At the request of Family Finance Mom followers, I am now posting LIVE Q&A replays as podcast episodes! To submit your question, be sure to follow me @FamilyFinanceMom on Instagram. Look for the question box in my stories ahead of LIVE Q&A every Wednesday at 9AM ET. On today's episode, Meghan discusses the current economy, the importance of minimizing variable cost debt due to rising interest rates, the concept of velocity banking, and how to use a Home Equity Line of Credit (HELOC) wisely. She also discussed whether the government can incentivize companies to minimize their profits as a solution to inflation, and the Federal Reserve's recent decision to hold its interest rates constant. She also shared she is working on a new project (details to come), but needs YOUR family finance stories. You can share your stories here.
Family Finance Mom Q&A: Updates & Inspiration
Meghan, known as the Family Finance Mom, held a live Q&A session where she thanked viewers for their understanding for delaying LIVE Q&A by a day due to a sick child, and she shared updates about her work on a special project. She invited long-time viewers to share their financial journeys and how the community has helped them, promising to keep their information anonymous and use it to inspire and educate other women.
Meghan clarified a question about non-farm payrolls, explaining their origin, importance, and reasons for being tracked separately from farm payrolls.
Debt and Rising Interest Rates
Meghan discussed the current economy and recommended minimizing variable-cost debt due to rising interest rates. She highlighted the high interest rates on credit cards, which currently amount to more than 20% per year, but advised against closing credit cards as it can negatively impact credit scores.
Instead, she suggested aggressively paying off variable-rate debt balances.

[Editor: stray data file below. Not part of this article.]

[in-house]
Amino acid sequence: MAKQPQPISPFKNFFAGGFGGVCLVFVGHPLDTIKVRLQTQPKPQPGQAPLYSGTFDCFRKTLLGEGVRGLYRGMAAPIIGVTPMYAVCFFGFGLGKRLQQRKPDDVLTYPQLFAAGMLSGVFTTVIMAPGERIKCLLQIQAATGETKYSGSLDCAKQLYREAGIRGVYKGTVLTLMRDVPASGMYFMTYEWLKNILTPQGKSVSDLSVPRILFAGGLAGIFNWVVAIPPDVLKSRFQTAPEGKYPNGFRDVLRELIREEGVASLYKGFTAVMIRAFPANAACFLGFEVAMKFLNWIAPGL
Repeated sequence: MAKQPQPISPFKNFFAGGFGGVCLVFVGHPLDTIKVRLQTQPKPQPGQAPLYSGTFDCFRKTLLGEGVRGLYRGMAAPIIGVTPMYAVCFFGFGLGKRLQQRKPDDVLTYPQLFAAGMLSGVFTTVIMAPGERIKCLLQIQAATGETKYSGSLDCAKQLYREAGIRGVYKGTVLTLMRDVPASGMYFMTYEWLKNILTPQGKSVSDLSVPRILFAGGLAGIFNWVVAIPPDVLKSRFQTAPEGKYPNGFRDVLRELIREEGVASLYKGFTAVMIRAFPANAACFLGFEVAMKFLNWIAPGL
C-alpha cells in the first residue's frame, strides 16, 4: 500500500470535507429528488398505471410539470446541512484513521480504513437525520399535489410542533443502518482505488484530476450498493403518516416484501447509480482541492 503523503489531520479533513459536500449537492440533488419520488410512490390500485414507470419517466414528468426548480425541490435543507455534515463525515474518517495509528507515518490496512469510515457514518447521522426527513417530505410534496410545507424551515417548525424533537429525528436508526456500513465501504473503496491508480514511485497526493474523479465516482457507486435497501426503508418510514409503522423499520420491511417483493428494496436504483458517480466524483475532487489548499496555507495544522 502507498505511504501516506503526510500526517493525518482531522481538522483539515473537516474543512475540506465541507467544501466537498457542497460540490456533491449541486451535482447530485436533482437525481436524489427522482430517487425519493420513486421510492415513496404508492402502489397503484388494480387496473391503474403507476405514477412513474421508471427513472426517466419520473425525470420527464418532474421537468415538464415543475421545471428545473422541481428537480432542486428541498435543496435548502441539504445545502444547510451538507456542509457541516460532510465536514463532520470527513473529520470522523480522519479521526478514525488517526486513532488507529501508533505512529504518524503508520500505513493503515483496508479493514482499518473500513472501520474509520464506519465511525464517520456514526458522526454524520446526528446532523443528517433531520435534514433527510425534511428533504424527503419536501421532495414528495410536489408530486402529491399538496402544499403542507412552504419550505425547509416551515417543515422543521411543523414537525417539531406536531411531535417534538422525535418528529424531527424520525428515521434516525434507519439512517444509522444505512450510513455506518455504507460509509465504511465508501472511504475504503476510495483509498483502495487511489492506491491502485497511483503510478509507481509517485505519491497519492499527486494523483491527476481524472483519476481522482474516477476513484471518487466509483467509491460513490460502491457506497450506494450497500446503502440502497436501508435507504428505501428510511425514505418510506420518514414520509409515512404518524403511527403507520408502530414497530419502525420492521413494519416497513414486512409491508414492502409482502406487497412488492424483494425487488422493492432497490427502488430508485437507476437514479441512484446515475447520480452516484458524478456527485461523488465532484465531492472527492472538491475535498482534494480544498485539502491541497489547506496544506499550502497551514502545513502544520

Meghan also explained the concept of velocity banking, which uses debt to pay off debt, but warned that it might not be effective in the current environment due to rising interest rates. Most typically, it's borrowing funds via a HELOC to make large lump sum payments on your mortgage, to minimize interest paid on your mortgage long-term. However, in the current higher interest rate environment, with most people having very low-interest rate mortgages, the math doesn't work.
She further clarified the concept of a Home Equity Line of Credit (HELOC) and advised that it should be used for investments that preserve or increase the value of the home. Meghan emphasized that debt can be good or bad depending on its intended use.
Incentivizing Companies to Minimize Profits
Meghan discussed the idea of incentivizing companies to minimize their profits as a solution to inflation. She explained that inflation increases profits (and revenues and costs), but not necessarily profit margins. She emphasized that a private company's mission is to maximize profitability for its stakeholders, including shareholders and employees. Meghan argued that in a free market, the government cannot dictate that companies should minimize profits. Free market competition is what keeps profits in check.
The government can, however, and does incentivize companies in their investments and allocations of funds, as seen with the Biden Administration's recent incentives for developers to convert commercial real estate into residential housing. Meghan clarified the ways in which the government incentivizes the private sector, often directing investments towards areas in the country's best interest such as the Green New Deal and infrastructure bill. She also highlighted the consequences for a company that minimizes its profits in the free market.
Fed's Interest Rate Decision and Future Plans
Meghan discussed the Federal Reserve's recent decision to hold its interest rates constant during its regularly scheduled FOMC meeting. She explained that this decision does not necessarily imply what the Fed may do in the future, and that it is continuing to evaluate the lagging impact of its previous rate increases on the economy.
Meghan also emphasized that the Fed is looking at various economic indicators, like economic growth and the labor market, to make future decisions. She also mentioned that despite the Fed's pause on rate hikes, longer-term interest rates have continued to rise, which has implications for borrowing costs.
Don't Forget to Share Your Finance Stories!
Meghan closed the meeting by asking for listener's stories about how the show has improved their family's finances.
To catch all episodes of Finance Explained, be sure to visit the Finance Explained podcast home page and subscribe wherever you get your podcasts to never miss an episode. Have a question you'd like Meghan to answer on Finance Explained? Look for the question box in her Instagram stories every Tuesday night, or you can also now record a question for her to answer on the podcast. Keep your questions coming - they help all Family Finance Moms continue to build their financial literacy and make us all financially smarter!